Wednesday, March 6, 2019

Captain Marvel

♣♣♣♣/♣♣♣♣♣

A soldier is finally given a mission alongside an elite Kree force she has always longed to be a part of. When she is ambushed by the enemy and her mind is probed for useful information, the bits and pieces of lost memories begin to come back, promising to shine light on her hazy and forgotten past. Crash landing on a distant planet named C-53, Carol Danvers (Brie Larson) realizes that she has lived a life there and is determined to put together all pieces of the puzzle. Almost arrested by SHIELD agent Nick Fury (Samuel L. Jackson) for causing public commotions one after another, the unlikely duo team up and discover not just a big scandal buried deep within the cabinet files of the Air Force, but also an intergalactic war that has Earth caught in the crossfire.

Comparisons are unavoidable, even more so for films that are said to be used for political agenda, regardless if the accusation has sound basis or not. Captain Marvel has had its fair share of haters who are still hating on it for its obvious undertones. Luckily, the narrative itself does not end up as the feminist propaganda everyone claimed it was going to be. Instead, you get an okay origin story that is neither disappointing nor phenomenal and with a plot that encourages you to take part in the discovery.

The story begins in medias res, with an amnesiac heroine who has no idea who she is. Captain Marvel has never been a popular comic book character and despite all the buzz Marvel’s marketing machinery can create, she’s just no Wonder Woman. There is no clamor whatsoever for her story to be told on the big screen because a lot of people are not even aware of her existence. As such, the way the story unfolds is beneficial because the audience is taken along for a ride to get to know her better and why she matters.

That the narrative is intentionally tied to Infinity War and Endgame seems a bit like cheating, but not at all detrimental for the character. Her emblem appearing at the end of Infinity War and her inevitable appearance in Endgame will surely lead people to ask, sparking curiosity as to how she factors in the bigger MCU as a whole. References to the shared universe aside, the film is a decent origin story told in reverse that serves as a good introduction to the character itself.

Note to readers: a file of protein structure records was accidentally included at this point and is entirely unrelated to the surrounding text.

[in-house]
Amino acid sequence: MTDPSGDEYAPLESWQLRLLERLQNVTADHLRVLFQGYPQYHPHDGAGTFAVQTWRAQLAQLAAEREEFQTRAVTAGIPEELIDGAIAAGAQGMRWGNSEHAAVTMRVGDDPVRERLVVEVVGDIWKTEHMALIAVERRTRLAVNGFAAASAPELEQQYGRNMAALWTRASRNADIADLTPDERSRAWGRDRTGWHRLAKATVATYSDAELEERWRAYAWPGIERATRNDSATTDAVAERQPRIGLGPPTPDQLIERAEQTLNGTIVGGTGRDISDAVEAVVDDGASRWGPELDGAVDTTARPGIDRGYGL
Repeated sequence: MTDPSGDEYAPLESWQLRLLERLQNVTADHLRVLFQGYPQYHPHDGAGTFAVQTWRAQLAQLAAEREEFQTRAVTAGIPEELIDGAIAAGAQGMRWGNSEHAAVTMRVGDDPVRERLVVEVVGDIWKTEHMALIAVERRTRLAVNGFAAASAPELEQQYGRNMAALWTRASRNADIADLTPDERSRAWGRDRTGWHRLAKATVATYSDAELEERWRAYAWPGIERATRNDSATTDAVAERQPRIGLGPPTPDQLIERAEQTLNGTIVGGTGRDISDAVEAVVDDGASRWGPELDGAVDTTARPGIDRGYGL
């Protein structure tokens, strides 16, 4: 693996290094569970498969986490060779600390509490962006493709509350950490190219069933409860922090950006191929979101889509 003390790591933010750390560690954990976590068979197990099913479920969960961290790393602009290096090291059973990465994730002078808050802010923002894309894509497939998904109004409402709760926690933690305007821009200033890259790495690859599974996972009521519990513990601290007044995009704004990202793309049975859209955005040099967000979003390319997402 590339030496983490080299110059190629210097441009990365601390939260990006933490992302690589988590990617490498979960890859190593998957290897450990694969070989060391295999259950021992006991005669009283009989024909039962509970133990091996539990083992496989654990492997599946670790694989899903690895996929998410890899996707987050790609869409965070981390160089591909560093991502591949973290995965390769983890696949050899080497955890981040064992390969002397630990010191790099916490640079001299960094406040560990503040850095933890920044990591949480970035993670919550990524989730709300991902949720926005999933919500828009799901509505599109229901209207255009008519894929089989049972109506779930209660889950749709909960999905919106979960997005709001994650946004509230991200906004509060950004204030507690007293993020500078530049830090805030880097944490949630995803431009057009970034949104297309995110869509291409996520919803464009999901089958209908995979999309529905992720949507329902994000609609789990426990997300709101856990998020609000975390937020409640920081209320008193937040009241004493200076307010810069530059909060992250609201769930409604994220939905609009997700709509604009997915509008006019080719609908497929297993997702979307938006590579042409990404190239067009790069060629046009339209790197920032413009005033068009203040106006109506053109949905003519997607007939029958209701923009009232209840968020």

In terms of overall feel, the abundance of space scenes gives off some sort of Guardians of the Galaxy kind of vibe. The CGI is polished and the fight scenes, at least those that involve hand-to-hand combat, are well-choreographed enough to permit fluidity of movement. Of course, that changes when the powerful start having a go at one another and all the action is transformed to an endless stream of flailing bodies swaying to the rhythm of ultra-charged superhero physics.

The plot drags a bit halfway because of the investigation subplot, while most of the big action scenes are concentrated in the first and last third of the movie. That’s bad news for moviegoers with short attention spans, but quite interesting for those who want to play Sherlock. There are several cameos from characters you already saw in other MCU films, but apart from Nick Fury their involvement seems pedestrian at best and does not really contribute anything crucial to the storyline.

And now the verdict, should you watch Captain Marvel? To be honest, you don’t really have to if you don’t want to, but with an era ending along with the contracts of the original Avengers cast, expect Larson to be the new face of the MCU’s next phase. Besides, the movie is a breath of fresh air for its genre. No love interest? Check. No obligatory flash of cleavage or legs from your heroine? Check. When you are busy kicking ass in outer space, it is more of a necessity to be covered from head to toe instead of showing some flesh just so nerds can have a slumber party. Perhaps that’s why a lot of guys are butthurt?

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